objHtmlMsg.IsBodyHtml = true;
            objClient.Credentials = CredentialCache.DefaultNetworkCredentials;
            objClient.Send(objHtmlMsg);
        }

        protected override void OnStop()
        {
        }
    }
}

In the Build menu of Visual Studio 2012 we can compile our solution, and now the problem is how to insert our service in the Windows Services list.

First, we must copy the bin\Debug or bin\Release (depending how the solution was built) folder or our solution in another folder: is a bad practice to publish directly the solution folder.

In the copied folder, for our solution, we have


In the same folder create 2 bat files: install.bat that contains a call to InstallUtil (the framework must be the same of the solution, of course)

@ECHO OFF
echo Installing Windows Service...
C:\WINDOWS\Microsoft.NET\Framework\v4.0.30319\InstallUtil /i MyIpReminderSvc.exe
pause

And uninstall.bat

@ECHO OFF
echo Uninstalling Windows Service...
C:\WINDOWS\Microsoft.NET\Framework\v4.0.30319\InstallUtil /u MyIpReminderSvc.exe
pause

In practice the only difference is the /u switch.

In the Windows Control Panel in Administrative Tools->Services now we can see


Double clicking it we can read the settings defined in ProjectInstaller.cs

Now rebooting the pc we should receive the mail with a body similar to (verify your spam folder,also…)

sthm0627IP Address 0: fe85::a8a1:62c6:8094:r930%17
IP Address 1: fe87::t57c:e392:c8d3:8248%16
IP Address 2: 192.168.137.7
IP Address 3: 10.87.13.161

The last is my true PC IP on the local network.

You end up with a unuseful running service in this case: but we can provide an initial batch, when the user is logging, with a NET STOP.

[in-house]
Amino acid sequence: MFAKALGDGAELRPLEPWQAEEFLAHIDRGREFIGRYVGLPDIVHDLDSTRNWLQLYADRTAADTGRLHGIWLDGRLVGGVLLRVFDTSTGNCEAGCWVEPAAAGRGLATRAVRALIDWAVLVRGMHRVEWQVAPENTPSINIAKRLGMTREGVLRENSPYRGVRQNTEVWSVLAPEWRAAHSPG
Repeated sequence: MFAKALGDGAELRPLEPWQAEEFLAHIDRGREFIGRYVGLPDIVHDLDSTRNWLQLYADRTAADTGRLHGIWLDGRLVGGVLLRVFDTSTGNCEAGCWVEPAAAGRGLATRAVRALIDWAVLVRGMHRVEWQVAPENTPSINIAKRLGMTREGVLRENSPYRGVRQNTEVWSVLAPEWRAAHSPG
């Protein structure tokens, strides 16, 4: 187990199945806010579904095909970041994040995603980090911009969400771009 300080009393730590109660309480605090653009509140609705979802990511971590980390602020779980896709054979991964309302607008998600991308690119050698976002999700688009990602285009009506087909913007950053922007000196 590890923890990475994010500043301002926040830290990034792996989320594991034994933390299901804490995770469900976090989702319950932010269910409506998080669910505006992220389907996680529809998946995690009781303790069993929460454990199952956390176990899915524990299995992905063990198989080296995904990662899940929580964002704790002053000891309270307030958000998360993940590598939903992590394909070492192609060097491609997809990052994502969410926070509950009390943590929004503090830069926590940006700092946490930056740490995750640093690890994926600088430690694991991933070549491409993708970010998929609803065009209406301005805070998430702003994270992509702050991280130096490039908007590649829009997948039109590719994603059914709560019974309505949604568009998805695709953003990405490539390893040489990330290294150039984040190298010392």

Naturally is better to make some code test; for example the service logic can be inserted in another class where we can do Unit Testing or call the class from a Console program.

Well, but if i run into a dreaded problem that occurs only on the true running service, and for example i publish the service not on my own pc but another server ? how to debug ?

You can provide log4net logging for example, but if it is needed a true debug we can insert a function as this in Service1.cs code

[Conditional("DEBUG")]
static void DebugMode()
{
    if (!Debugger.IsAttached)
        Debugger.Launch();
    Debugger.Break();
}

we can insert the call to DebugMode() anywhere in our Service1.cs code; then when the service is launched pops out this window:


And we can debug our code: obviously must be installed something that can act as a .NET debugger (in primis Visual Studio, even an Express version)


The code must be compiled in Debug mode and must be provided the .pdb file.
A service can be deleted from an administrative command prompt with sc delete .

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Categories: .NET, Vs2012